Is e-filing a better way to record your taxes?
Americans and the IRS might not agree on everything, but they’re largely on the exact same page when it comes to e-filing individual income tax returns.
The majority of individual income tax returns filed to the IRS are e-filed. E-filing is a favorite as it’s a win-win for taxpayers and the IRS.
If you e-file your federal income tax return, you save the IRS cash because its employees don’t need to spend time manually processing your return. And in return, you can get any refund you are owed faster, particularly if you have it directly deposited to your bank account.
But what about safety? And can digital filing really provide you access to all the forms you may need if you have a intricate tax situation? Are there situations when you can’t e-file? Let’s look at the benefits of e-filing, and whether it might be the very best filing choice for your needs.
If you are thinking about e-filing, a Few of the advantages include:
- Quick affirmation your forms have been obtained: The IRS will affirm a tax filing was received within one day of electronic submission. For paper filers, the IRS doesn’t send any acknowledgment your forms have arrived safely.
Timely refunds: When you publish a paper filing, it can take six to eight months to receive a tax refund. With e-filing, you’ll get your money in three weeks or not. Choosing direct deposit may also accelerate the refund procedure.
Reduced likelihood of mistakes: In accordance with the IRS, there’s around a 1% error rate on e-filed returns, compared with a 20% rate of mistakes on paper filings. The IRS also provides more information on issues discovered on e-filed returns compared with paper returns.
Simple payment procedure: If you owe the IRS money, it is simpler to pay at your convenience when you e-file. It’s possible to submit returns early and pay later if necessary, as long as you pay from the April 15 filing deadline. And you can schedule electronic money transfers to easily send the IRS what you owe on a date of your choosing again, provided that the IRS receives your payment by Tax Day. Additionally you have the choice to pay your balance by using the IRS Direct pay service from your checking account or savings accounts, filing a credit card through a payment processor for a commission, or paying by check or money order. Just be aware delaying payment following the filing due date (typically April 15) can lead to penalties and interest.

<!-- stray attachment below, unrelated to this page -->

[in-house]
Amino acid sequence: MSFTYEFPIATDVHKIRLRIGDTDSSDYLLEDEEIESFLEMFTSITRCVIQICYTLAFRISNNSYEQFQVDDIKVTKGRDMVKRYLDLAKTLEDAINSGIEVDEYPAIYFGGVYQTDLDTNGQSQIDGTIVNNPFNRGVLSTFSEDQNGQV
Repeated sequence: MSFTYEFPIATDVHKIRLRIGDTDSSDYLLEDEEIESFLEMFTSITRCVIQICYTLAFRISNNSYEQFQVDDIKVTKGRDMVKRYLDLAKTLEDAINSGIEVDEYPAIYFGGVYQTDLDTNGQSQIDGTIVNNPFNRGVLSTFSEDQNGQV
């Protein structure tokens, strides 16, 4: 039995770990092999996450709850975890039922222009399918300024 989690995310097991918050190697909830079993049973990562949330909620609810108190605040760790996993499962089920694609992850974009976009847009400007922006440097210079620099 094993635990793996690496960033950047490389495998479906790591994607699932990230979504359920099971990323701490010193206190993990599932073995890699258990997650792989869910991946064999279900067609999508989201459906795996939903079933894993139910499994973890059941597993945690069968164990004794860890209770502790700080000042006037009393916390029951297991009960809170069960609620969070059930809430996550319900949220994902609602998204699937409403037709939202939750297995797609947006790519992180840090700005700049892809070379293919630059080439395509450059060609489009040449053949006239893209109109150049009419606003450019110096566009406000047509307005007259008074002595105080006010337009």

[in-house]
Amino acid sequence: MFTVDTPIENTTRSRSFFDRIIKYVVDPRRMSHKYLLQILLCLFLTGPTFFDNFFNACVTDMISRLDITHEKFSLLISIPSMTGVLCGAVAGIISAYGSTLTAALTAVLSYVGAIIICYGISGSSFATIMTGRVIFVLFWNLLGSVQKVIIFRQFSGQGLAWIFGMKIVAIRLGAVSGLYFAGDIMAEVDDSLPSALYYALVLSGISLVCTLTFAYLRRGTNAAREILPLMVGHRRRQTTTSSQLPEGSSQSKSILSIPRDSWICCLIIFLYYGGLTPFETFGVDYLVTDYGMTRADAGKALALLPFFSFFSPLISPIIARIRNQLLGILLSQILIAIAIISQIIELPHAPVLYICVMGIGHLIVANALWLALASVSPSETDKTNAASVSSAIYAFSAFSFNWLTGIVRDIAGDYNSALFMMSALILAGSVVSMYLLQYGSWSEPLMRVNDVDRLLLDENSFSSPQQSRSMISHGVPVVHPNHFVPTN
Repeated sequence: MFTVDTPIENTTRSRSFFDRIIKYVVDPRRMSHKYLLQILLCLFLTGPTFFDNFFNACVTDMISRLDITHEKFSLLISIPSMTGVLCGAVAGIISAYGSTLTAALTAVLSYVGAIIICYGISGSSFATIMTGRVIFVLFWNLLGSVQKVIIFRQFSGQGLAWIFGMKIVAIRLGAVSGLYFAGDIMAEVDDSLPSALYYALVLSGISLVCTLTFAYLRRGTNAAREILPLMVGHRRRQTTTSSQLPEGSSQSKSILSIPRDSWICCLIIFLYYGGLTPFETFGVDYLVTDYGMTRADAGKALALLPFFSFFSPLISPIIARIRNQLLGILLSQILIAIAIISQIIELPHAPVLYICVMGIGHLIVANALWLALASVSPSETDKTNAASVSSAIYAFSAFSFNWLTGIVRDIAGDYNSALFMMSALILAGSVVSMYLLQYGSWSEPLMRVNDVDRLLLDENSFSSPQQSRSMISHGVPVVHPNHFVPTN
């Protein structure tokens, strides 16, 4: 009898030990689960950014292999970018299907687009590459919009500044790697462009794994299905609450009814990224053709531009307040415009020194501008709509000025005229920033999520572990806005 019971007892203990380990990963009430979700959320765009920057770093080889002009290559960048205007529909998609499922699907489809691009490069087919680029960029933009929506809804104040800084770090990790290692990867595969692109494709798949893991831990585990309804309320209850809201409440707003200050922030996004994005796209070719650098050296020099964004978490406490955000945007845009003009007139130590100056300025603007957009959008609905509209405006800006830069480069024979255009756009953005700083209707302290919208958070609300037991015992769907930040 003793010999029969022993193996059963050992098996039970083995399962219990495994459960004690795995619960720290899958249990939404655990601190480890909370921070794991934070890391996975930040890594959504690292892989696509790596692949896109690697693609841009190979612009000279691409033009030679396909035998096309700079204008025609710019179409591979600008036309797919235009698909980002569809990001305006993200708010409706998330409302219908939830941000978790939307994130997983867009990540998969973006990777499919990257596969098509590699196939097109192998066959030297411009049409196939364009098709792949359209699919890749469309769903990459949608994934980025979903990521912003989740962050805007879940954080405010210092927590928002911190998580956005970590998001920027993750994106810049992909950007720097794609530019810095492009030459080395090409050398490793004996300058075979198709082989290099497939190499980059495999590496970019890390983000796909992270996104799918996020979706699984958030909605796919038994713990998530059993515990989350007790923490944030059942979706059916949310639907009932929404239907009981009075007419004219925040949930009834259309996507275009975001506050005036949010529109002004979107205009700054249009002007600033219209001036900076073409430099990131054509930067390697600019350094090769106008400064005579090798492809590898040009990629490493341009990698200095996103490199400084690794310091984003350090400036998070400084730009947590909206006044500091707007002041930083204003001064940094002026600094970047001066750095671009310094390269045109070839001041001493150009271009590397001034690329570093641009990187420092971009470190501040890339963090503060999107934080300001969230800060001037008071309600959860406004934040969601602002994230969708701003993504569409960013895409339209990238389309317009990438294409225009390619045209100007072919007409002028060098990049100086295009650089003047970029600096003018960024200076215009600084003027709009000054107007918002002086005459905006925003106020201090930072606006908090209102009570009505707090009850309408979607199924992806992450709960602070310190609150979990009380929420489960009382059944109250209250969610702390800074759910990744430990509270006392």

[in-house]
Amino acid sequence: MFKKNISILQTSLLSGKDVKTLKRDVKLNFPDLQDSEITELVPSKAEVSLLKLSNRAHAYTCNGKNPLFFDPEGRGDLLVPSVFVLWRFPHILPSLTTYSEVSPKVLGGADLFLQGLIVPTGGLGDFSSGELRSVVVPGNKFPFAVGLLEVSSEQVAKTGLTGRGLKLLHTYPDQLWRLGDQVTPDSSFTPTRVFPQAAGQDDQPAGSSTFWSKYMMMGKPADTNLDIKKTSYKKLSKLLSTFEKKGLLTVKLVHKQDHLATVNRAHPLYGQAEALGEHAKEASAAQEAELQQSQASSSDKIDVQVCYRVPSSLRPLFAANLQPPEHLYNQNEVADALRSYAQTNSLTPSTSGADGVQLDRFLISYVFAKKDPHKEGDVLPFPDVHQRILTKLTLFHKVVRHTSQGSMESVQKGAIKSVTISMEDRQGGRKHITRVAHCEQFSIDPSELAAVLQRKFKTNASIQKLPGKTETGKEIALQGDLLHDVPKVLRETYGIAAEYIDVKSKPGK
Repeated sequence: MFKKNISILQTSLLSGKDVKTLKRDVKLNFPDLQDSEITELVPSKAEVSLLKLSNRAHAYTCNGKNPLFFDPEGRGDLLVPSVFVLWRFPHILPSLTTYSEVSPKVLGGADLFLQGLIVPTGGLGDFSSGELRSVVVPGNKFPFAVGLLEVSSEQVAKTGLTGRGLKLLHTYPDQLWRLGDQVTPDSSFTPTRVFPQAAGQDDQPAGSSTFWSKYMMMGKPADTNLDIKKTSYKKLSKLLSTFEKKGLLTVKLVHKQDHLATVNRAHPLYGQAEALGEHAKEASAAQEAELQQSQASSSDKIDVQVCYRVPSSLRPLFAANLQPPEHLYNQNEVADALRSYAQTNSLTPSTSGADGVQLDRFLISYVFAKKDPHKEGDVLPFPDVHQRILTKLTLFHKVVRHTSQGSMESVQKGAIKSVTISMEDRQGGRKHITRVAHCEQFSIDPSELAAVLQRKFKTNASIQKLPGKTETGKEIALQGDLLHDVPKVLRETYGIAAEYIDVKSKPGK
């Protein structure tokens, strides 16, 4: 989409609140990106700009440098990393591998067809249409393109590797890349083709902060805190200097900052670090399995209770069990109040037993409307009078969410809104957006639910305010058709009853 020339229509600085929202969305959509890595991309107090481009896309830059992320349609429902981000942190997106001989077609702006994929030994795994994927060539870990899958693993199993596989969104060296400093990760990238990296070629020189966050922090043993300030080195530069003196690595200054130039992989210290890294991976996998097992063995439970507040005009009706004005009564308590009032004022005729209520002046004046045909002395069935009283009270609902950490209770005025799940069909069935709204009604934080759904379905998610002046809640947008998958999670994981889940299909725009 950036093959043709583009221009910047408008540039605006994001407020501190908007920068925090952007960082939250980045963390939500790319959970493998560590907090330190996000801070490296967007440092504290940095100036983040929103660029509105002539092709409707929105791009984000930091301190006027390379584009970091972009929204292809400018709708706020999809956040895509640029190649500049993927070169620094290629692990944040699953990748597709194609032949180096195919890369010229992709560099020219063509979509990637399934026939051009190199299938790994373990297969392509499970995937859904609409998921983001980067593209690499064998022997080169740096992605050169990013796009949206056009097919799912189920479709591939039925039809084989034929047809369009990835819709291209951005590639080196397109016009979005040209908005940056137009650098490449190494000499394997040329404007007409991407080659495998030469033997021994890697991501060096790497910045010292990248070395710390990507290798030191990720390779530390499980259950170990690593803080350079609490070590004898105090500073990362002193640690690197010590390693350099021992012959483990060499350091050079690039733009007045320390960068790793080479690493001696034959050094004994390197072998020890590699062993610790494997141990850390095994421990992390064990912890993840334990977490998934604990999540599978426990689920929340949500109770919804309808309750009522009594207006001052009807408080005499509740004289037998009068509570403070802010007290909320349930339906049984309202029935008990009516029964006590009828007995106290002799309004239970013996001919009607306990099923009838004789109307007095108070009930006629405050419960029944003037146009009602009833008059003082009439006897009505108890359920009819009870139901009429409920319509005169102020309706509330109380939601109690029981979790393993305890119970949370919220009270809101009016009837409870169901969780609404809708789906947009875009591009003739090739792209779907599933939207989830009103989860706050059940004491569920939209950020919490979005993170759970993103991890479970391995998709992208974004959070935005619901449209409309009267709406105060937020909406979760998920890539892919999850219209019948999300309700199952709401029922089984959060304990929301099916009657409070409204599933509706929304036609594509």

Digital storage of tax information: Submitting returns electronically implies there is an electronic backup of your tax documents. So if something happens to your paperwork, you will have a digital backup.
The good news: Most taxpayers do opt to e-file and get those benefits — and the process of doing so is easy.
You have four choices for filing an electronically filed tax return to the IRS.
- Utilize IRS Free File: If your adjusted gross income is $72,000 or not as you could be able to use the IRS Free File program.
- Free File Fillable Forms — If your income is over $72,000 and you’re comfortable doing your earnings without assistance, you can use Free File Fillable Forms from the IRS. The types do the math for you and offer basic advice. You can simply do your federal return with these forms.
- Utilize an online tax preparation tax or service applications: Tax prep software and online filing services are alternatives. These options are an easy way to finish and e-file your own forms. Some software suppliers charge for their programs, Some are free. The program asks you simple questions about your life and financing to steer you through the completion of your forms.
- Get complimentary, in-person tax help: In most states, you can find volunteers to help prepare and e-file yields. However, eligibility for free aid is typically limited based on earnings, and a few providers appeal to specific demographic groups.
- Hire a paid preparer: Paid tax preparers, such as CPAs, can e-file yields for you if they are licensed IRS e-file providers. The IRS maintains a record of authorized providers, but be aware this option is very likely to be the most costly one.
Using online tax prep software is far and away the favored approach of the majority of taxpayers. In fact, the IRS says it expected over four tax returns to be submitted through tax return prep program.
Is e-filing really secure?
While e-filing is convenient, you could be worried about safety — particularly with so many data breaches. But experts agree this isn’t a problem that should deter you from e-filing.
“E-filing a tax return has proven to be an extremely secure way to file your taxes,” says Scott Grissom, vice president of product direction, marketing and sales at LegalShield. “In fact, it may be more secure than paper filing as you’re sending your personal information through an encrypted system as opposed to exposing your data in the email.”
Dennis Chow, vice president of information security at SCIS Security, explains that the IRS has put security measures in place to keep your information secure. “Trainers normally use IRS specific APIs that require token sessions,” Chow says. “All of this is routed over TLS encrypted links “
It’s important to employ a trusted service to assist you record your taxes. Chow advises to not e-file on a public computer or utilize an online connection which isn’t private.
For most taxpayers, it makes sense to e-file a return because it’s the most convenient way to submit your tax information to the IRS and it allows for timely refunds and easy payment options. Just make certain that you use tax preparation software from a dependable source, so that you may ensure the information which you provide to transmit to the IRS will be kept secure.